Uzbekistan Provides British RAF with Afghanistan Pullout Route
Lieutenant General Adrian J Bradshaw (L) CB OBE Deputy Commander ISAF, British PM David Cameron (C) and Richard Stagg, British Ambassador to Afghanistan having discussions during Cameron's visit to Camp Bastion, Helmand Province, Afghanistan, 18 July 2012
The Uzbek Senate has approved a deal allowing Britain's Royal Air Force to to use the country's airpsace to move its equipment out of Afghanistan north through Central Asia and Russia.
The agreement stops short of allowing RAF aircraft to land on Uzbek territory. If they need to make an emergency landing, the British authorities must notify the Uzbek side about the need to land on the republic's territory.
This deal cements Central Asia's strategic importance to NATO which can avoid Pakistan, previously its transit route of choice.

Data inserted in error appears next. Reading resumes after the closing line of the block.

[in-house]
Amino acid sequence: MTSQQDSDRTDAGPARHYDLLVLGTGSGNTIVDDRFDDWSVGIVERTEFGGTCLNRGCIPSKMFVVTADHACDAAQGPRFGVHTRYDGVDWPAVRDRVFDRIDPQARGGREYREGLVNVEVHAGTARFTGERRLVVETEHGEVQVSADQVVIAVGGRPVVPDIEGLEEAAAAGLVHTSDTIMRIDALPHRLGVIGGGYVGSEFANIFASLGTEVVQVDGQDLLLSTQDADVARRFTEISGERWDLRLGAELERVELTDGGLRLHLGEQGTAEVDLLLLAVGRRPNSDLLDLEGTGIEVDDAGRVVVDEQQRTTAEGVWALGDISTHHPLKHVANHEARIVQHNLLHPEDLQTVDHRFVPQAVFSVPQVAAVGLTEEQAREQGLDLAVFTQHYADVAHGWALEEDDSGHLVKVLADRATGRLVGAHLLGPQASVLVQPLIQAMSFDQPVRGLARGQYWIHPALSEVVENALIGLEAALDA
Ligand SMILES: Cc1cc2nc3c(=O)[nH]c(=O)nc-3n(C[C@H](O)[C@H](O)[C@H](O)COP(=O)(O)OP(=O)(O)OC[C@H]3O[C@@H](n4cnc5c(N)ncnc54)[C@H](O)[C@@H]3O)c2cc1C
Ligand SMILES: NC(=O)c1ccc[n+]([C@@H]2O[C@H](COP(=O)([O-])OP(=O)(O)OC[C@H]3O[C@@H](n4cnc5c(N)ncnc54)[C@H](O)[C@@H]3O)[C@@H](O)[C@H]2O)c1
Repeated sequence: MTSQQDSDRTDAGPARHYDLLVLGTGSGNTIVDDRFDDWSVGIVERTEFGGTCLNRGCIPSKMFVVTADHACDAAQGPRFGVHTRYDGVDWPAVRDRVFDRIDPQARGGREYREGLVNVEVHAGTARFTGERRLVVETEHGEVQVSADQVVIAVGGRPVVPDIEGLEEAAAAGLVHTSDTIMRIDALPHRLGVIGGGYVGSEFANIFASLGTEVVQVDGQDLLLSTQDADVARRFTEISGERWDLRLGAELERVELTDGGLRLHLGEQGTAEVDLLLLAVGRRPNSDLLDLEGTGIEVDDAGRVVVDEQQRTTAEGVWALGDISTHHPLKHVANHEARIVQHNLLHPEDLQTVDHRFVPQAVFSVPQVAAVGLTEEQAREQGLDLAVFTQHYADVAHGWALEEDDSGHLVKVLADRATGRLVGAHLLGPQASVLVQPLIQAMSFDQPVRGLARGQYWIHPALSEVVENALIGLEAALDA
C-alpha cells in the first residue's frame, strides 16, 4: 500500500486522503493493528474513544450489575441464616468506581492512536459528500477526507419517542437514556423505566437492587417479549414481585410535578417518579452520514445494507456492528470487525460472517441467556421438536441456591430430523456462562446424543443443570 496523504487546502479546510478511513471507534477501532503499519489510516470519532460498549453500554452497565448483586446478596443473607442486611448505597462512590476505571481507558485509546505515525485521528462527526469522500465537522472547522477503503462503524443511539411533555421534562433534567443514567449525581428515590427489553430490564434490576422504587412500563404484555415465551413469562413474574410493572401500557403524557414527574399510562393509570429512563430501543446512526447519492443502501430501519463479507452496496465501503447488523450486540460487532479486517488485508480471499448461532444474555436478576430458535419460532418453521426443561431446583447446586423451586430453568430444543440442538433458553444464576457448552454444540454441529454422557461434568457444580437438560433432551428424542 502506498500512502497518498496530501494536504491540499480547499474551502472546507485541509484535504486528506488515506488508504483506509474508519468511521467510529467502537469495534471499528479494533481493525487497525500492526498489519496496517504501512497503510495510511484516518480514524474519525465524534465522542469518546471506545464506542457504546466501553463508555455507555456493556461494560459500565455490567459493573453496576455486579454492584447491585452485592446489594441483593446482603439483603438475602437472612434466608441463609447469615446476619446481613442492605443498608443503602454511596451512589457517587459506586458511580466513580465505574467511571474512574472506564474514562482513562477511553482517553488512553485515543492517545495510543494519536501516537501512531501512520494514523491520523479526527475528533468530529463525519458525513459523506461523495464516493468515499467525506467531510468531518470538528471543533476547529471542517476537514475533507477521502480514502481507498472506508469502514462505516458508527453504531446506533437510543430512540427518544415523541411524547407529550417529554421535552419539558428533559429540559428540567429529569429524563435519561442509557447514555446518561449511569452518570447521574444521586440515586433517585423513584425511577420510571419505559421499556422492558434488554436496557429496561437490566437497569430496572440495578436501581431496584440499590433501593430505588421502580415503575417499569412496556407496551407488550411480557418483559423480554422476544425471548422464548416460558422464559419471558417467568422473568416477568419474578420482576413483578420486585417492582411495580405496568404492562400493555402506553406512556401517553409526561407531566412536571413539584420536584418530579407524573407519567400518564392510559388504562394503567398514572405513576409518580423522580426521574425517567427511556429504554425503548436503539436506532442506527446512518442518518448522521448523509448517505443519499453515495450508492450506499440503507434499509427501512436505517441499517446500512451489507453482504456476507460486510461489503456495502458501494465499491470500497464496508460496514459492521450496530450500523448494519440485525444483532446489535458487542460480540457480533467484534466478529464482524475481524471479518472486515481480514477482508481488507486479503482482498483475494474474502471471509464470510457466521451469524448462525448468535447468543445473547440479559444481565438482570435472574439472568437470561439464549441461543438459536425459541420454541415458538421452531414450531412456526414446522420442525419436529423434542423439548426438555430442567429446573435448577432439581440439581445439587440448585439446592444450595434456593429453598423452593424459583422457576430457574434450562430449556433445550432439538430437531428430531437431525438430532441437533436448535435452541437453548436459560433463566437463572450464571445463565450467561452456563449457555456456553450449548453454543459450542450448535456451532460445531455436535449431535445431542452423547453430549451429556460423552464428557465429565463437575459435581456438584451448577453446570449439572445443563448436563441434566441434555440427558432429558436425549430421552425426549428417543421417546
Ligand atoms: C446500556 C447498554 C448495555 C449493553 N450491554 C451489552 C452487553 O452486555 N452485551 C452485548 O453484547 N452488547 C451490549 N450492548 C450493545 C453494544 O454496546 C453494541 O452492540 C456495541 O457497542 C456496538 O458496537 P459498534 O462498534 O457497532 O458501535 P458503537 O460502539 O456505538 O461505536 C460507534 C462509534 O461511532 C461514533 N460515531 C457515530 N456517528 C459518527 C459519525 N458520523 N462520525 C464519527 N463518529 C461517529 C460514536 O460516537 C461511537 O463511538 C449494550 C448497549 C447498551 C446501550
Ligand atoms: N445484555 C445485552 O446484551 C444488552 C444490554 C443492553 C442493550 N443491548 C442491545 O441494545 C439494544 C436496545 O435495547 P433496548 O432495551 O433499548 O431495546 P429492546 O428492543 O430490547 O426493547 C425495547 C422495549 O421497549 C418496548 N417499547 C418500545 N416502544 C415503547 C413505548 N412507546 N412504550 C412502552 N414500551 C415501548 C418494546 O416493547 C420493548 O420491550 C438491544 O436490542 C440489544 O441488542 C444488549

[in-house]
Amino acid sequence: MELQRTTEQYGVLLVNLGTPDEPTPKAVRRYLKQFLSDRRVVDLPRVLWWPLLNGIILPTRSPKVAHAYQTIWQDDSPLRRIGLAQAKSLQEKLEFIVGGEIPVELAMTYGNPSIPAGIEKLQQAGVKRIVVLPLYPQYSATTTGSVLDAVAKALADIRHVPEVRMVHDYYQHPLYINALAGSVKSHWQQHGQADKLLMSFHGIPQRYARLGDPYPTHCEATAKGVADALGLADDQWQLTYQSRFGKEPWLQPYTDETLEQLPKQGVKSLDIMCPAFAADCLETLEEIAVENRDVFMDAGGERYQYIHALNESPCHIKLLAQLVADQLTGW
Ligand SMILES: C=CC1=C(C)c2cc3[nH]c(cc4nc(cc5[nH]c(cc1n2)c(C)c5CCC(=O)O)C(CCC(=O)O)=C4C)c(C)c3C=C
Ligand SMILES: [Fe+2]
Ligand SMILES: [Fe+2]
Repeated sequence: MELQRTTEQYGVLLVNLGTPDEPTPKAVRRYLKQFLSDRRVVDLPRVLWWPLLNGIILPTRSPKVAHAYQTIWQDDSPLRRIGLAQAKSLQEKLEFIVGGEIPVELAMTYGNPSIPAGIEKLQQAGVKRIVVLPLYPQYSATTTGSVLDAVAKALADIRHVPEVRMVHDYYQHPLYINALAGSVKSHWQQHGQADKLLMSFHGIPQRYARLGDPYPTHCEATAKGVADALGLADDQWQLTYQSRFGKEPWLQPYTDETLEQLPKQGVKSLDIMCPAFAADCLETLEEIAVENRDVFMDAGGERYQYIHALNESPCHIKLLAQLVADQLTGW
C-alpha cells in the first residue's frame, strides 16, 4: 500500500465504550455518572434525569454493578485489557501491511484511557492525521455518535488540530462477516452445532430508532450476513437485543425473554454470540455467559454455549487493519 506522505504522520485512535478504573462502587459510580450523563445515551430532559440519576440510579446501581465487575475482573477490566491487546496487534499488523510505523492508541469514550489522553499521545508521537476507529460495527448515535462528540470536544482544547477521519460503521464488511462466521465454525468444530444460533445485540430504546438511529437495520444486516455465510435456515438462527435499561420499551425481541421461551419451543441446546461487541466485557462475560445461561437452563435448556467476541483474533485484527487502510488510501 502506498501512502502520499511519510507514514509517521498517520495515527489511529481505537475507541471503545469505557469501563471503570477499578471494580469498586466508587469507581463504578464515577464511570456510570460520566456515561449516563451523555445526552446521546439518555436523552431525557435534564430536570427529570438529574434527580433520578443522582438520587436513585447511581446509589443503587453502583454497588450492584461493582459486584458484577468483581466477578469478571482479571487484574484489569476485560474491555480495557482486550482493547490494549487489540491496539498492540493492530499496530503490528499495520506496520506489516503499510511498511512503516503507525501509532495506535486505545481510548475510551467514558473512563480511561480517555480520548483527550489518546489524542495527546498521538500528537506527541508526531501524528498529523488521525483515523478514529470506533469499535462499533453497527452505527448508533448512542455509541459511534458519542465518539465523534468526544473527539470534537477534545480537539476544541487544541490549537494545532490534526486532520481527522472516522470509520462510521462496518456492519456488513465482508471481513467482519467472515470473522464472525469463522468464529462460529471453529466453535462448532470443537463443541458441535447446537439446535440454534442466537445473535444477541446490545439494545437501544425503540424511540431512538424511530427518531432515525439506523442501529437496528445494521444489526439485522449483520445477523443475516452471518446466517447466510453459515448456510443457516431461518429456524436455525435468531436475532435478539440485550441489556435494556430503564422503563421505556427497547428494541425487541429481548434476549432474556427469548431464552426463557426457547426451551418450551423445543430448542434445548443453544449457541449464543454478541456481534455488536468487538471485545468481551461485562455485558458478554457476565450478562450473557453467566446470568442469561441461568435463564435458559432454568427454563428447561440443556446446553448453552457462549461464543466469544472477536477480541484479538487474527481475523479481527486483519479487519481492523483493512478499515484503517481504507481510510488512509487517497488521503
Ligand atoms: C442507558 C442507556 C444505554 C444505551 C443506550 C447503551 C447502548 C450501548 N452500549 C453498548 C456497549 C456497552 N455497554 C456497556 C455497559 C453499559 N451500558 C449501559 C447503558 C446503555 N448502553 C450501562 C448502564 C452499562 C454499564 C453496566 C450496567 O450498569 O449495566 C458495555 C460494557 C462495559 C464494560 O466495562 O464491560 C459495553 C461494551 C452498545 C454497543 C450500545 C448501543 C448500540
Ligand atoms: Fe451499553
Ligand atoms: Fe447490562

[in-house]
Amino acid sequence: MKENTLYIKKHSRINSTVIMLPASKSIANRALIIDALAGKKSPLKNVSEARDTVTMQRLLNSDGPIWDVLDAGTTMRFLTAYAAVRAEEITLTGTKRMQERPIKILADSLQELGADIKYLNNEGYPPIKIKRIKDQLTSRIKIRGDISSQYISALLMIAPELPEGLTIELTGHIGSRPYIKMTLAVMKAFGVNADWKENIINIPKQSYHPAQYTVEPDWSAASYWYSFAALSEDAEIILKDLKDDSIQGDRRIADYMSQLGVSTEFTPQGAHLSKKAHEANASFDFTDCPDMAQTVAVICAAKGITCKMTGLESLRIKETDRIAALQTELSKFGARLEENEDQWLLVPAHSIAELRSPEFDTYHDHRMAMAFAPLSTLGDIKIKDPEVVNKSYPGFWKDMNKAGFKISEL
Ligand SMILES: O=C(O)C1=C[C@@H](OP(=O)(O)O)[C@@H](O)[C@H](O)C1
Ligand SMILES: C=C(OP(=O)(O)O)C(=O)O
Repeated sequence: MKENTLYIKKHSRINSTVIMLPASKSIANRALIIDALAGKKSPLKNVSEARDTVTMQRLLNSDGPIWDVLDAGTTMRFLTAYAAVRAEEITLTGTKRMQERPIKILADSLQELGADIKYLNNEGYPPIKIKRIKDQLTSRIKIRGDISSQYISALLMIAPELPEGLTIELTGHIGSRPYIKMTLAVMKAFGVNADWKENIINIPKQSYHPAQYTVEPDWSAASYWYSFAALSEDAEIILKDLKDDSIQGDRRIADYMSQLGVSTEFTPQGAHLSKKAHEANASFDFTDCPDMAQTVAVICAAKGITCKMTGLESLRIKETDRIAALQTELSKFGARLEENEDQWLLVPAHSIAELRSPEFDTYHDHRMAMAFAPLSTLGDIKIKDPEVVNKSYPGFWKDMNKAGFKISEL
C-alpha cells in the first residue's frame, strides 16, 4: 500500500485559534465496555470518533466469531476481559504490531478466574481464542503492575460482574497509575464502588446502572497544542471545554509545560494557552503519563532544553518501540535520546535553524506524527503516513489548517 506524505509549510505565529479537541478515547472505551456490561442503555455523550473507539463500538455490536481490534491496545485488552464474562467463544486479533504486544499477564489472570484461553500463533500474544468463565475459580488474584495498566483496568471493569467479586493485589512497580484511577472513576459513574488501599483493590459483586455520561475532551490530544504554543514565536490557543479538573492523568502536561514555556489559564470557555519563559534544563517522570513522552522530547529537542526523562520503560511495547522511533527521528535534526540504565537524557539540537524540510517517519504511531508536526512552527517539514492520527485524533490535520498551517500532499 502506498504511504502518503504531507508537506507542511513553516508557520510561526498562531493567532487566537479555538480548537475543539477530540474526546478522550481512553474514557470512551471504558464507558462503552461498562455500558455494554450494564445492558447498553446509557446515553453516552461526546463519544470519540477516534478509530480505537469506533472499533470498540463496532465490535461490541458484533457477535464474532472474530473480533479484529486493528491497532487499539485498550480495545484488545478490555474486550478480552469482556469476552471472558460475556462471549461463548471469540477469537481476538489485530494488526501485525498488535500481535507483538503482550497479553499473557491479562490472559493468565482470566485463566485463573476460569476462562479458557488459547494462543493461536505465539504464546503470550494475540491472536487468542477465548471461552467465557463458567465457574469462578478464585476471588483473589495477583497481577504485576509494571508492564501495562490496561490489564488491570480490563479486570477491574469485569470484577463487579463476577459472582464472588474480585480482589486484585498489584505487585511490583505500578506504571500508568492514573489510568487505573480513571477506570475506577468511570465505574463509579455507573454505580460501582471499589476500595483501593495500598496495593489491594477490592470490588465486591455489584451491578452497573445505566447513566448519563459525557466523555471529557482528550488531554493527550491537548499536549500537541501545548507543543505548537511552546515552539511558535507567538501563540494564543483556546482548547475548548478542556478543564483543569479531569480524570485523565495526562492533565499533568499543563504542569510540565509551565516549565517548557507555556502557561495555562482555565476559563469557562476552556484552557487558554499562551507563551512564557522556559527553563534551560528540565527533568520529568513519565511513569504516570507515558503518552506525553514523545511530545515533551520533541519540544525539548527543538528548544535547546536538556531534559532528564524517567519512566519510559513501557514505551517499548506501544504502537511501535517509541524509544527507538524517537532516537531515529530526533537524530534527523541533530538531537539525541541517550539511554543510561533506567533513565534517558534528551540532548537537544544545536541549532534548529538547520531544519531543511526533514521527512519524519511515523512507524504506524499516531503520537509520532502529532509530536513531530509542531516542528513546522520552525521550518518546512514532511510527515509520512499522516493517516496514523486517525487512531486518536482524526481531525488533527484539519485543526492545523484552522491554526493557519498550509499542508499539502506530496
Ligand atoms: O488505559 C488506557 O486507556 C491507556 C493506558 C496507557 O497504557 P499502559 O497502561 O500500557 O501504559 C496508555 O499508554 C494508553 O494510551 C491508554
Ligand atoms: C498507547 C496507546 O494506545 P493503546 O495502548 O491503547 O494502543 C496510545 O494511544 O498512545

NATO's agreement with Uzbekistan, accused of using child labor to pick cotton harvest, has been heavily criticized in the West, the Russian news agency RIA Novosti points out in a report.
NATO Secretary General Anders Fogh Rasmussen earlier said the agreements with the Central Asian republics "will give us a range of new options and the robust and flexible transport network we need."
The reverse transit agreement between NATO and three Central Asian countries - Uzbekistan, Kyrgyzstan and Kazakhstan - is for "non-lethal goods" only.
NATO countries have amassed equipment worth tens of billions of dollars in Afghanistan over more than a decade.
Britain has an estimated GBP 3 B worth of equipment to bring home from Afghanistan. Some of the armored vehicles will have a long-term role in the Army.
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